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Corruption in South Africa stunting reforms: IMF

Comments (0) Africa, Business, Latest Updates from Reuters

JOHANNESBURG (Reuters) – Corruption in South Africa is hampering reforms needed to boost economic growth and greater transparency is needed at state-owned companies, a senior International Monetary Fund (IMF) official said on Tuesday.

IMF First Deputy Managing Director David Lipton said that cutting taxes and increasing government spending would not solve the problem of sluggish growth in Africa’s most sophisticated economy.

The IMF recently cut its growth forecast to only 0.1 percent for 2016 versus a previous estimate of 0.6 in May, citing the impact of severe drought and ineffective fiscal policy.

President Jacob Zuma’s unexplained decision to change finance ministers twice in four days in December and a series of political upheavals that followed had also hurt the economy’s prospects, Lipton said.

“The leadership changes at the National Treasury last December and other political developments have had an adverse impact,” he told a public lecture in Johannesburg.

“They have heightened concerns about governance, deepened political uncertainty and shaken investor confidence.”

Lipton also alluded to investors’ lack of faith in the management of South Africa’s 300-odd state-owned enterprises, many of which are over-staffed and under-productive.

A team commissioned by Zuma to review the firms recommended that some should be sold but nothing has happened.

“Support for money-losing companies is a growing drain on government coffers,” Lipton said.

As a solution, he suggested South Africa centralise the formulation of fiscal policy, reduce labour regulation uncertainty and root out public sector corruption.


(Reporting by Mfuneko Toyana; Editing by Ed Cropley)

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IMF agrees $150 mil credit facility with Niger

Comments (0) Africa, Business, Latest Updates from Reuters

NIAMEY (Reuters) – The IMF has agreed a $149.7 million extended credit facility to Niger, one of the world’s poorest countries, with the first $17.1 million tranche to be paid immediately, its finance minister said on Thursday.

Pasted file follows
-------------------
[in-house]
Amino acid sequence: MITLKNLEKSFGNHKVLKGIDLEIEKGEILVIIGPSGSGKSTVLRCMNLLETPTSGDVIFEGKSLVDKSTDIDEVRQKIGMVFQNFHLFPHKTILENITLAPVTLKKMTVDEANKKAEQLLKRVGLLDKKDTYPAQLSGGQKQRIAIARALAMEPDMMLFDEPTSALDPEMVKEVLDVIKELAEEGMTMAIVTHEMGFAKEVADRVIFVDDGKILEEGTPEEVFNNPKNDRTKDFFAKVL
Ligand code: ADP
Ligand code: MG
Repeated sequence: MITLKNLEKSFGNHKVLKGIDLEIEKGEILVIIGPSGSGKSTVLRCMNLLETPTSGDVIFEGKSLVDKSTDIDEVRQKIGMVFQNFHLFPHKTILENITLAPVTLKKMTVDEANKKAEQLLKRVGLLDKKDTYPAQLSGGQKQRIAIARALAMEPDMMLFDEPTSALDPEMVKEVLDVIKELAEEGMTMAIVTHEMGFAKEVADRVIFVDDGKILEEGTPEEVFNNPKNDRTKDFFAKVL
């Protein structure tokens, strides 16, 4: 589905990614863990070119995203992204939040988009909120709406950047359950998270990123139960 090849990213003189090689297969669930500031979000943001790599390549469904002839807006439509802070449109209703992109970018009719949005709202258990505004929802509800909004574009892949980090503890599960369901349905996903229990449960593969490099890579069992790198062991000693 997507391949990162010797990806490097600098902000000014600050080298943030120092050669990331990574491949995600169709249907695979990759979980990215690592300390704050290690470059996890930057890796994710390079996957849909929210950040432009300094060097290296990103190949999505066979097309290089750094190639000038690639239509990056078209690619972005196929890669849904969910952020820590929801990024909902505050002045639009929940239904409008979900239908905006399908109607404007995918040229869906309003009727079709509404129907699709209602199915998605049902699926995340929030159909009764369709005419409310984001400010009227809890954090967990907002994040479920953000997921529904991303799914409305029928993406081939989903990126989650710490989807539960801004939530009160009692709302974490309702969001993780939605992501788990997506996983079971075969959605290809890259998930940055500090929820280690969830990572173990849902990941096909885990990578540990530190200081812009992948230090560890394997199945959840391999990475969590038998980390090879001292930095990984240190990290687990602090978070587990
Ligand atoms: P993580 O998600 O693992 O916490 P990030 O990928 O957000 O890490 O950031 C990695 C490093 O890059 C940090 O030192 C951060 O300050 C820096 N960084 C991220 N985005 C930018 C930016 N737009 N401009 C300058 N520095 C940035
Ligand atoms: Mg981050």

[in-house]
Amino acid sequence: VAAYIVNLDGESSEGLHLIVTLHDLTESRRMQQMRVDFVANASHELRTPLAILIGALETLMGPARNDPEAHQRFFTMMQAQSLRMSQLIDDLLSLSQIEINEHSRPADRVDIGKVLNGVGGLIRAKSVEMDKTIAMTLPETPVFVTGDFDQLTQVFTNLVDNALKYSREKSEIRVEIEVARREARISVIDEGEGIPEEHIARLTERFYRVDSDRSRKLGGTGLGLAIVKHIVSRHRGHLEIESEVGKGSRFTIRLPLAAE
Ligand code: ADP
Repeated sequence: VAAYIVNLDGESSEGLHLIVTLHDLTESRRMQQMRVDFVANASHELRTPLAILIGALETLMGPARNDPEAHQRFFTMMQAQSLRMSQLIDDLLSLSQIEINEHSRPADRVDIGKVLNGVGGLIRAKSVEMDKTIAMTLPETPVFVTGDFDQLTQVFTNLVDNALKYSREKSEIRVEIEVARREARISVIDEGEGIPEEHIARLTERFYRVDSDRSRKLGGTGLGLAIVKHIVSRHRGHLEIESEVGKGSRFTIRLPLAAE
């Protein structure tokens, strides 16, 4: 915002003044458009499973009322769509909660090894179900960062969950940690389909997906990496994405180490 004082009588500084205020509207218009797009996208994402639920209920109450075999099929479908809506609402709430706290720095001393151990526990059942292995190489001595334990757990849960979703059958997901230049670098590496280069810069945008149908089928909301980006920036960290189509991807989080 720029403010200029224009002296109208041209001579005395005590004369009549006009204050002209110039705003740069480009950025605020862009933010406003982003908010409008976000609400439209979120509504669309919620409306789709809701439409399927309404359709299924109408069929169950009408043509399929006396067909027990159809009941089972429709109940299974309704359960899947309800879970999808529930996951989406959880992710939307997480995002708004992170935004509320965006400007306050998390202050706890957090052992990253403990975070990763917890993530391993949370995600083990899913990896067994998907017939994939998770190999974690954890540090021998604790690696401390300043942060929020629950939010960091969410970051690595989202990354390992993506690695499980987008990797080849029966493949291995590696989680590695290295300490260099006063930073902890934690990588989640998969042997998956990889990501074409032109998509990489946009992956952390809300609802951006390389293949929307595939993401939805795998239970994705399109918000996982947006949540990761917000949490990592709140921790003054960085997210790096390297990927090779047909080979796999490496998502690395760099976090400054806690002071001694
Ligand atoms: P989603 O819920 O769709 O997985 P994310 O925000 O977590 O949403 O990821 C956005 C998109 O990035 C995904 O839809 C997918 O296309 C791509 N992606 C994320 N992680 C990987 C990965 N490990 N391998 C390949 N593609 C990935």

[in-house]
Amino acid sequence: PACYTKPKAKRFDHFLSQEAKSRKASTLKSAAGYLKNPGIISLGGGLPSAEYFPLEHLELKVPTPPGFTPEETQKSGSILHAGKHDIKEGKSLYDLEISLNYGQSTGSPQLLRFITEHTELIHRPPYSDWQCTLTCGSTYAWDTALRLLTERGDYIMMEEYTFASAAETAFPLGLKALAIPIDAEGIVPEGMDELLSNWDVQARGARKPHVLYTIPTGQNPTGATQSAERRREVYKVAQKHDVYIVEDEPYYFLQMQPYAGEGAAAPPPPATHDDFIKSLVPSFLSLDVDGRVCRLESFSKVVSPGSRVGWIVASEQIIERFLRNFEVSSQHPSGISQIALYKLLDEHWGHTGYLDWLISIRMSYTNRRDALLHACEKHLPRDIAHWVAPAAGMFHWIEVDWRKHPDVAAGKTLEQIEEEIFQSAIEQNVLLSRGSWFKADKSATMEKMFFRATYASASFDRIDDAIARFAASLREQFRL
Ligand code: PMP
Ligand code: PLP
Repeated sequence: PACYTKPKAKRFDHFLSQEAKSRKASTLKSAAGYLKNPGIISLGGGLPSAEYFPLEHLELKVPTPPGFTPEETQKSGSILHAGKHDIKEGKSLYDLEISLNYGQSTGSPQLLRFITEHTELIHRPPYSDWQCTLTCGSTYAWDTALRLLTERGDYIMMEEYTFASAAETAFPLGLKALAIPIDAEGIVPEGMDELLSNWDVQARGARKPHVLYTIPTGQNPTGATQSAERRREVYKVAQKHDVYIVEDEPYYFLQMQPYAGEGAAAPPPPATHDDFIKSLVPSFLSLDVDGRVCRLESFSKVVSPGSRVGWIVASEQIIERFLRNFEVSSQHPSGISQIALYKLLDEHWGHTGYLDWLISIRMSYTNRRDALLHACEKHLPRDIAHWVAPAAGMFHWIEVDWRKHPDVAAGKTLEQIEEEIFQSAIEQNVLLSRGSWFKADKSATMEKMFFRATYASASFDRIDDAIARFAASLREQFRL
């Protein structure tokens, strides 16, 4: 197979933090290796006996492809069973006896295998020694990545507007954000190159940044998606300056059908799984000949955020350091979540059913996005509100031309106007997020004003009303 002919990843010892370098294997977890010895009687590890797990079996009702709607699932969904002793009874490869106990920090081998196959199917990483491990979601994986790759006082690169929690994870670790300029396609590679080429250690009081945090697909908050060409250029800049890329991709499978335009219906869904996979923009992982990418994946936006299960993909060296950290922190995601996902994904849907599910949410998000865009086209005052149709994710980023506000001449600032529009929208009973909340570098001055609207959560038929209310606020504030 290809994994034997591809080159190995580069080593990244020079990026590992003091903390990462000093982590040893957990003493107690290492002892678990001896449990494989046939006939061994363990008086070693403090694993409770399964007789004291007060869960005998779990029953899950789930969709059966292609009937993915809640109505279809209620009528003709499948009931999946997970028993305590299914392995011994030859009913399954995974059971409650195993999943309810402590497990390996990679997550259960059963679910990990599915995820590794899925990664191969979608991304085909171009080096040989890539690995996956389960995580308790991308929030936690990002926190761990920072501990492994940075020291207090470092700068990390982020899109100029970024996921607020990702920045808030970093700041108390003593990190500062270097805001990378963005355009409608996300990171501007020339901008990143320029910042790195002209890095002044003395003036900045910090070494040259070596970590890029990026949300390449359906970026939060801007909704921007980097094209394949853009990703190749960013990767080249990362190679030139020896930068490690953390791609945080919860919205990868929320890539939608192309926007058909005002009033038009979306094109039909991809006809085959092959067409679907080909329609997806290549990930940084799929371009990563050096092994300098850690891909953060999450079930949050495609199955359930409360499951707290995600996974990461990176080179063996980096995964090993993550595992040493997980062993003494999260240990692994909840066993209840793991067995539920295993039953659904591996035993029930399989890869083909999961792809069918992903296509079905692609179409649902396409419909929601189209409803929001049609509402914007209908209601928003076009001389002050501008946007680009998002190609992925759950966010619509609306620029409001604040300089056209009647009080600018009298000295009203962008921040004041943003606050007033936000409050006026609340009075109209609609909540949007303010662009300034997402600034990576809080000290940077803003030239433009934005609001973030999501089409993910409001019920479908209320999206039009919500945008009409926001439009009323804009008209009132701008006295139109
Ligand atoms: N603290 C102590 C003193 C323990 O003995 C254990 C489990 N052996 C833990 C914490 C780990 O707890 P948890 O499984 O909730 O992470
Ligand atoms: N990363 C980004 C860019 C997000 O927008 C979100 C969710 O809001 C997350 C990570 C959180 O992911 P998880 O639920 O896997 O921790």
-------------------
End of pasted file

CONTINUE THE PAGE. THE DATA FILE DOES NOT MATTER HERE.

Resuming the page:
“Niger continues to record key progress in the implementation of its programme,” Saidou Sidibe said in a statement.

Niger, a main supplier of uranium to French nuclear power plants, has suffered a double economic hit over the years from insecurity at the hands of Islamist Boko Haram militants operating in its southeast and poor harvests caused by erratic weather.

The IMF expects the economy to grow 5.2 percent this year, after some improvements in agriculture, oil and mining. The land-locked West African nation is currently ranked bottom of the U.N. Human Development Index out of 188 countries.



(Reporting by Boureima Balima; Writing by Tim Cocks, Editing by Angus MacSwan)


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Angola halves growth forecast, cuts spending as oil price bites

Comments (0) Africa, Business, Latest Updates from Reuters

LUANDA (Reuters) – Angola has halved its 2016 economic growth forecast and slashed government spending as lower oil prices hammer state revenues in Africa’s largest crude exporter, the finance ministry said on Monday.

Sub-Saharan Africa’s third-largest economy will grow 1.3 percent this year, compared with a previous forecast of 3.3 percent, the finance ministry said in a statement.

Government spending will be cut to $24 billion from $30 billion projected in the original 2016 budget as revenues were also slashed to $18 billion from $24.4 billion.